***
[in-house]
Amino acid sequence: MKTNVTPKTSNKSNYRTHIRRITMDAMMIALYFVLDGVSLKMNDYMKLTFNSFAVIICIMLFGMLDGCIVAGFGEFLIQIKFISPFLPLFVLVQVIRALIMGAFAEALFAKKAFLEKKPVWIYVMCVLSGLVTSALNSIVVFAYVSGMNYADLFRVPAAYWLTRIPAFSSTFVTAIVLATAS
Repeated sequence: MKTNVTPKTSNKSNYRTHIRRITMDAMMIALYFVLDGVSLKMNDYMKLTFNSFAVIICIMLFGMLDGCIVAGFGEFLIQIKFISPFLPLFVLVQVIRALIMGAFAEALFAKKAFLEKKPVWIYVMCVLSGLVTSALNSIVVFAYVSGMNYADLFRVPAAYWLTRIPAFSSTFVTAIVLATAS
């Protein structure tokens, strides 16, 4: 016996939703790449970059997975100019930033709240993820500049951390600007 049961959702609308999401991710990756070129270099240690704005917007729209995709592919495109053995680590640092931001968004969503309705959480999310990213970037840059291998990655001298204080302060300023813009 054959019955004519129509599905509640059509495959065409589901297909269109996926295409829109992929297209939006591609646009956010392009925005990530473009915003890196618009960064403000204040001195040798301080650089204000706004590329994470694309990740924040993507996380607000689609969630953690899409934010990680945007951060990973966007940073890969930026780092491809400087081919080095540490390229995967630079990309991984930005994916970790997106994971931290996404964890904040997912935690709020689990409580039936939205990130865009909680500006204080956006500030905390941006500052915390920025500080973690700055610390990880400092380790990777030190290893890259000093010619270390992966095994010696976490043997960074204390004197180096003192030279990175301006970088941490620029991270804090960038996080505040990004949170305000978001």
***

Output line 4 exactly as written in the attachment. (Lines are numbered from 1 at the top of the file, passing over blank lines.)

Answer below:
């Protein structure tokens, strides 16, 4: 016996939703790449970059997975100019930033709240993820500049951390600007 049961959702609308999401991710990756070129270099240690704005917007729209995709592919495109053995680590640092931001968004969503309705959480999310990213970037840059291998990655001298204080302060300023813009 054959019955004519129509599905509640059509495959065409589901297909269109996926295409829109992929297209939006591609646009956010392009925005990530473009915003890196618009960064403000204040001195040798301080650089204000706004590329994470694309990740924040993507996380607000689609969630953690899409934010990680945007951060990973966007940073890969930026780092491809400087081919080095540490390229995967630079990309991984930005994916970790997106994971931290996404964890904040997912935690709020689990409580039936939205990130865009909680500006204080956006500030905390941006500052915390920025500080973690700055610390990880400092380790990777030190290893890259000093010619270390992966095994010696976490043997960074204390004197180096003192030279990175301006970088941490620029991270804090960038996080505040990004949170305000978001």